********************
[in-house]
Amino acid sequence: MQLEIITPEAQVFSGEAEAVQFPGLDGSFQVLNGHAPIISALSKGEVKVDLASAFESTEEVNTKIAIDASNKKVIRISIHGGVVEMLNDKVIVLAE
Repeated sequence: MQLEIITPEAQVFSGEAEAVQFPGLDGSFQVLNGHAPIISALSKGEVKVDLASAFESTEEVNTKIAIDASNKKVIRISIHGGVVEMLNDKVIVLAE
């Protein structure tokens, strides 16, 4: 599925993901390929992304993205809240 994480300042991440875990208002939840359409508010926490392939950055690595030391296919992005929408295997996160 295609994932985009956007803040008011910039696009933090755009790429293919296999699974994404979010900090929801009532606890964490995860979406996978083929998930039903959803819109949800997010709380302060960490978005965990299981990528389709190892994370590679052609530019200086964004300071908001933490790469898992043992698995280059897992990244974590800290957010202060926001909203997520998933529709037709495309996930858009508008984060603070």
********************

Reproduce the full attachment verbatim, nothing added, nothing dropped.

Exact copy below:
[in-house]
Amino acid sequence: MQLEIITPEAQVFSGEAEAVQFPGLDGSFQVLNGHAPIISALSKGEVKVDLASAFESTEEVNTKIAIDASNKKVIRISIHGGVVEMLNDKVIVLAE
Repeated sequence: MQLEIITPEAQVFSGEAEAVQFPGLDGSFQVLNGHAPIISALSKGEVKVDLASAFESTEEVNTKIAIDASNKKVIRISIHGGVVEMLNDKVIVLAE
């Protein structure tokens, strides 16, 4: 599925993901390929992304993205809240 994480300042991440875990208002939840359409508010926490392939950055690595030391296919992005929408295997996160 295609994932985009956007803040008011910039696009933090755009790429293919296999699974994404979010900090929801009532606890964490995860979406996978083929998930039903959803819109949800997010709380302060960490978005965990299981990528389709190892994370590679052609530019200086964004300071908001933490790469898992043992698995280059897992990244974590800290957010202060926001909203997520998933529709037709495309996930858009508008984060603070």